Gold Steady As Weak U.S. Jobs Data Emerges

Gold held steady on Monday after climbing as much as over 1 percent in the previous session as a weaker-than-expected U.S. jobs data trimmed expectations of a Federal Reserve rate hike in September.

U.S. employment growth slowed more than expected in August after two straight months of robust gains and wages were tepid.  Gold is up 25 percent this year as uncertainty in U.S. growth pushed the Federal Reserve to consider holding off raising interest rates this year, and as the Brexit left traders considering an economic slowdown in Europe. Higher rates reduce the appeal of gold, which doesn’t pay interest or offer returns like assets such as bonds or equities.

“The disappointment in the nonfarm payrolls data has been translated into optimism for gold prices at the moment. We can expect prices to further rebound to $1,350 in a short-term,” said Mark To, head of research at Hong Kong’s Wing Fung Financial Group.

Spot gold was mostly unchanged at $1,324.16 per ounce by 0347 GMT. The metal rose 0.9 percent to $1,324.65 on Friday.

U.S. gold futures were up slightly at $1,327.90.

“Gold should continue to see interest support following Friday’s jobs data as the chances of an interest rate rise in September pull back,” MKS PAMP Group precious metals trader Sam Laughlin said in a note.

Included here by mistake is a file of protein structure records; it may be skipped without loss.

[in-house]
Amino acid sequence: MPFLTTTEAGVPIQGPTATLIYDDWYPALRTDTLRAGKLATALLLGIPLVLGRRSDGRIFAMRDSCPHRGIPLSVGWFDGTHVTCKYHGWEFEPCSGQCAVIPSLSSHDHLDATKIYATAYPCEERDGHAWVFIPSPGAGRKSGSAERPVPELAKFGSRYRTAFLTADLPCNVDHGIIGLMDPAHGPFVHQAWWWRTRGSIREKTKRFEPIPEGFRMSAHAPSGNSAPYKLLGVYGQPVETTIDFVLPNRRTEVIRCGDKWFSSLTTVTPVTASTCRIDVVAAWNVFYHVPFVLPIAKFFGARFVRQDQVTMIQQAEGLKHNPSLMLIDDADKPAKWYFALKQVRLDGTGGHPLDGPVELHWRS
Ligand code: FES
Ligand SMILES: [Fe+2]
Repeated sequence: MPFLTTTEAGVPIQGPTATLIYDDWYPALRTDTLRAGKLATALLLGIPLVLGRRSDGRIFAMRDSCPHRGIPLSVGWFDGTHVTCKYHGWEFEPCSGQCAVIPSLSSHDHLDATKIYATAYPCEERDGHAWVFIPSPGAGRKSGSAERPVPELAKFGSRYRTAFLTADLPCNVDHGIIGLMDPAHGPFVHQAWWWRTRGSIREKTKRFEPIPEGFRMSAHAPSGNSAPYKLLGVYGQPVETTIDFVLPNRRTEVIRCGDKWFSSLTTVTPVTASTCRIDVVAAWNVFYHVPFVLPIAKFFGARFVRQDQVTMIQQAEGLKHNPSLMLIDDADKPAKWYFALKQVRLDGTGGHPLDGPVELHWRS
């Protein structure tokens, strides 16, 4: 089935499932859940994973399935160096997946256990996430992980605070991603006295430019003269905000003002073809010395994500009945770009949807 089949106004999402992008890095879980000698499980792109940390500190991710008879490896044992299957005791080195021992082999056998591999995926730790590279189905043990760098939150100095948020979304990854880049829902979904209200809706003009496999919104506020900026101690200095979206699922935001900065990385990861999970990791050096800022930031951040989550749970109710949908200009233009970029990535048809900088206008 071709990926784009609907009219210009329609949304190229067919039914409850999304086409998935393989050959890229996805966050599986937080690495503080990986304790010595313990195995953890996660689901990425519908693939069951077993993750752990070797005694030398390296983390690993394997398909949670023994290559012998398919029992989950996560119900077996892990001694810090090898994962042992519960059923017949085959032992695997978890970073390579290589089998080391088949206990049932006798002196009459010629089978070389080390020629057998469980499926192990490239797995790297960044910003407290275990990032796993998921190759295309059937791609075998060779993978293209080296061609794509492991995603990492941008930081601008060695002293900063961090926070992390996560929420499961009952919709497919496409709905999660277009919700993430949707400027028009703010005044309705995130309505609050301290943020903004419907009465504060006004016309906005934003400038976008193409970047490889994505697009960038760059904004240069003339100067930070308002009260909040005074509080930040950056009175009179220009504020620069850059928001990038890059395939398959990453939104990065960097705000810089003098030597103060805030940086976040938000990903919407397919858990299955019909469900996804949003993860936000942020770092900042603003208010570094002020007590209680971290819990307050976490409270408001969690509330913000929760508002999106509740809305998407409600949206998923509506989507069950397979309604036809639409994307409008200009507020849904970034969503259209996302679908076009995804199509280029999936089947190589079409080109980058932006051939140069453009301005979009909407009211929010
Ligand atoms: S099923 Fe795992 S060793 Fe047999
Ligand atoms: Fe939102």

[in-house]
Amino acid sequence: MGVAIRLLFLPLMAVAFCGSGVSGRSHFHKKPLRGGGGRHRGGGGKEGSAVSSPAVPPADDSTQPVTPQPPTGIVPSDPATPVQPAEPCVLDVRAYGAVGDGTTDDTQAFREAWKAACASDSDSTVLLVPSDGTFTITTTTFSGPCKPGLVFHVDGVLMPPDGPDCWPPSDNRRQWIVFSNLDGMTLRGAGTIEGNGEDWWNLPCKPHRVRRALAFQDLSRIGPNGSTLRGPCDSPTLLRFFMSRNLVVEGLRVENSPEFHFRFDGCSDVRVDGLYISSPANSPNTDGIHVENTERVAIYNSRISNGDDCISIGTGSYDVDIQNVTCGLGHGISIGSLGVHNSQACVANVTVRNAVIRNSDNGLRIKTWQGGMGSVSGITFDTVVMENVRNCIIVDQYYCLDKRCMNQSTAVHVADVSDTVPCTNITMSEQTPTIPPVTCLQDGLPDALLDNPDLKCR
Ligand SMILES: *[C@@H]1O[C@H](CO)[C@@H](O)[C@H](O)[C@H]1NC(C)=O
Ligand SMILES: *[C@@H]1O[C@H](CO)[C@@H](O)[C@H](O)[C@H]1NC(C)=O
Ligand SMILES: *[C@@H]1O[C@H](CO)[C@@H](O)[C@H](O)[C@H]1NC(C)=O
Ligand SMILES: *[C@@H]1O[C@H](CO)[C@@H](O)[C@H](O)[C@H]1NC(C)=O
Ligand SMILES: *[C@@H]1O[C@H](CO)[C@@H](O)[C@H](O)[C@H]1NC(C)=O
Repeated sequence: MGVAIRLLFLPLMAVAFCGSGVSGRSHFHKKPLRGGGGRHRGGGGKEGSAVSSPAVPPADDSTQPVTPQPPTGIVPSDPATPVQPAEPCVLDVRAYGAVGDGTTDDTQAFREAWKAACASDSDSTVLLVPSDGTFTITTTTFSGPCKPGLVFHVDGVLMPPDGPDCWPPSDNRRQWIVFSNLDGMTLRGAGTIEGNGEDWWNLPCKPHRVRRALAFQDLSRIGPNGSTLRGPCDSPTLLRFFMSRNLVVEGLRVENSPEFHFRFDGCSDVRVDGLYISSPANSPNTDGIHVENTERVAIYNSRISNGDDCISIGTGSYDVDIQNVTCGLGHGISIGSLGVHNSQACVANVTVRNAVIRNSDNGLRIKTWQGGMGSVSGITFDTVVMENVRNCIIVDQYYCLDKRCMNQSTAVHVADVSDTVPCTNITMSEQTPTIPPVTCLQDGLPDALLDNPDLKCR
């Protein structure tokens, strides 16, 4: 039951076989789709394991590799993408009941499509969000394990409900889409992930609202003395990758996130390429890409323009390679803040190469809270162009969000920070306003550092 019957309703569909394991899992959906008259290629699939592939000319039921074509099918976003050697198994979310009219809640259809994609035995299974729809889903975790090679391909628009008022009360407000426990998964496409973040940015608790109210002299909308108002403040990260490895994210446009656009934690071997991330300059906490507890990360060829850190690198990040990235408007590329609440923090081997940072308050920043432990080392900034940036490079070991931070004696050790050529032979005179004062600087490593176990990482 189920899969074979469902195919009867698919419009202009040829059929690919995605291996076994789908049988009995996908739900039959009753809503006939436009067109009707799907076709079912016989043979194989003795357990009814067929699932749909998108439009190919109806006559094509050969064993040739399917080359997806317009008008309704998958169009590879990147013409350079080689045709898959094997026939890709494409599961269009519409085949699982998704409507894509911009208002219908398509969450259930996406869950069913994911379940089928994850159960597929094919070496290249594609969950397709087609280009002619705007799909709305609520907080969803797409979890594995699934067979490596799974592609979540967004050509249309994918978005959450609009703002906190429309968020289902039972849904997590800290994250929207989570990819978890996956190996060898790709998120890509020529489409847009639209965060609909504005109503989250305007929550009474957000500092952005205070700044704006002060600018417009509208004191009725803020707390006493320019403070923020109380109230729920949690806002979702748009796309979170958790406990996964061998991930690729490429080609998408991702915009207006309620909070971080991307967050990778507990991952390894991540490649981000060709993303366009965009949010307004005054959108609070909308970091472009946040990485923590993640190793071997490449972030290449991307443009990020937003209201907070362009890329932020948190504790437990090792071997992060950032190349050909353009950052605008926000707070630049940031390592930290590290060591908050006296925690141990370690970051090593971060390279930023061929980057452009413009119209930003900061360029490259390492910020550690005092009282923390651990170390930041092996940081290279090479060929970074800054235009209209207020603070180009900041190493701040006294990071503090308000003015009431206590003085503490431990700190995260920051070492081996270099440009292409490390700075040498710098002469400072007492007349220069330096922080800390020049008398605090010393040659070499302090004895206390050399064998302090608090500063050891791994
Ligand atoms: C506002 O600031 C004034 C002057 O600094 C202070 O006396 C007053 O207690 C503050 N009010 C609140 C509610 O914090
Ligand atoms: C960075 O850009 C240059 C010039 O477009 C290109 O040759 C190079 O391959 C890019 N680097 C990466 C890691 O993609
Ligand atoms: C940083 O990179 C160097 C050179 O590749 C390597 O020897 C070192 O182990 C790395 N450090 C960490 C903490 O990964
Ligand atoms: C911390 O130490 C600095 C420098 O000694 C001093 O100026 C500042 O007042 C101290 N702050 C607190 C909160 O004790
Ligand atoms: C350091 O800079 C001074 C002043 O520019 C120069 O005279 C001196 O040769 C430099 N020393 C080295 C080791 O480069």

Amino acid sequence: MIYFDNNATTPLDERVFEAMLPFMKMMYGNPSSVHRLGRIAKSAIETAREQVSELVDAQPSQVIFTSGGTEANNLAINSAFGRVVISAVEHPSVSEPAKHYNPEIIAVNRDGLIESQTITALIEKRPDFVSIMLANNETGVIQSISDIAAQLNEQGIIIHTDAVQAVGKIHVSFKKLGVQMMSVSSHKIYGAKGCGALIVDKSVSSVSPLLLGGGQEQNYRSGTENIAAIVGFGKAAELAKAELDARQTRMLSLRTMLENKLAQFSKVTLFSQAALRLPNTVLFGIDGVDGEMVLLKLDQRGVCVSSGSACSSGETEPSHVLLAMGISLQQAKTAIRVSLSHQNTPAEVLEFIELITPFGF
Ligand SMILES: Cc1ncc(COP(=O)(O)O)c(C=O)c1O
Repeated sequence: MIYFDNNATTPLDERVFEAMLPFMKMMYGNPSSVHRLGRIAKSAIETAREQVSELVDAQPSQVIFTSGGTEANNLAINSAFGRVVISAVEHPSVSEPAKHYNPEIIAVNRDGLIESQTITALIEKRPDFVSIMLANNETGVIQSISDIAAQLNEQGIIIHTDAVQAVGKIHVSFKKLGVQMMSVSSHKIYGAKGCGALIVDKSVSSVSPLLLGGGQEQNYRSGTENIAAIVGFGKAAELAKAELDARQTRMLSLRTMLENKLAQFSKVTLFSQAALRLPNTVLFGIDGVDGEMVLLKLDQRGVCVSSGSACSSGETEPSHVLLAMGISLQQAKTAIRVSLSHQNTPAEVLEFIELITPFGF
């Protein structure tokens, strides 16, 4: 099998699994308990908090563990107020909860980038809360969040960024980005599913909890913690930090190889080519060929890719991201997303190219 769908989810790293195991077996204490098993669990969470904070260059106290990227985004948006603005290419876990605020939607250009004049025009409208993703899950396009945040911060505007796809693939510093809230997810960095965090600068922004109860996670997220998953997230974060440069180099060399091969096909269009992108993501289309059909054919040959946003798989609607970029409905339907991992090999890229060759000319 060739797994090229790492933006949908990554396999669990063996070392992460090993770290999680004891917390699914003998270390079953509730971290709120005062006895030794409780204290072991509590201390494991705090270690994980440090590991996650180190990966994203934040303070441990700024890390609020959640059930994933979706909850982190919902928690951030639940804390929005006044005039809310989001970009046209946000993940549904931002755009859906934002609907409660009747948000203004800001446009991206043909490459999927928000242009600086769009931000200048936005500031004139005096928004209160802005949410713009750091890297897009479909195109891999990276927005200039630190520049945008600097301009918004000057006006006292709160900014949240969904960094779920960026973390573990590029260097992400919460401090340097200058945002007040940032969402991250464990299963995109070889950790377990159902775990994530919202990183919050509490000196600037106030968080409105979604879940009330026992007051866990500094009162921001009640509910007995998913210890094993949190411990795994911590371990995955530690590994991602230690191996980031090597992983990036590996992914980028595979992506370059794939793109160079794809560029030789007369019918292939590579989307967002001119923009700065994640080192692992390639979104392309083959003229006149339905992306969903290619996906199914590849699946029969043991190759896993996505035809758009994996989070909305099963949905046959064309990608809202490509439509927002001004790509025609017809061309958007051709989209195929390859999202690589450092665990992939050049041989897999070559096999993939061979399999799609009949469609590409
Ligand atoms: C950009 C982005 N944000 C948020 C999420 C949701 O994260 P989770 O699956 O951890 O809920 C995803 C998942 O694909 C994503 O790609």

“The pricing on Monday morning has been quiet and we expect it to remain so with New York out tonight. The support broadly sits around $1,315 – $1,320, while bulls will be looking for a break above$1,330,” Laughlin said.

Spot gold may retrace to a support at $1,315 per ounce, as it failed to break a resistance at $1,330, according to Reuters technical analyst Wang Tao.

On Friday, Richmond Federal Reserve Bank President Jeffrey Lacker said the U.S. economy appears strong enough to warrant significantly higher interest rates.

Wall Street’s biggest banks are sticking to bets that the Fed will raise interest rates once this year, and the increase would most likely occur in December after a tepid employment report for August quashed most talk of a move as early as this month.

Hedge funds and money managers reduced their bullish stance in COMEX gold contracts in the week to Aug. 30 to the lowest in nearly three months, U.S. Commodity Futures Trading Commission (CFTC) data showed on Friday.

“Longs (positions) have been suffering from price correction and would be quite hard for them to sustain when prices are volatile. Speculators have to cut losses somehow,” Wing Fung analyst To said.  But opinions vary and for every seller there is a buyer with an alternative view.

“Traders are bidding up gold because they think the jobs number isn’t strong enough to justify two rate hikes this year,” Phil Streible, a senior market strategist at RJO Futures in Chicago, said by telephone.

Gold futures for December delivery gained 0.7 percent to settle at $1,326.70 an ounce at 1:47 p.m. on the Comex in New York, erasing a weekly loss.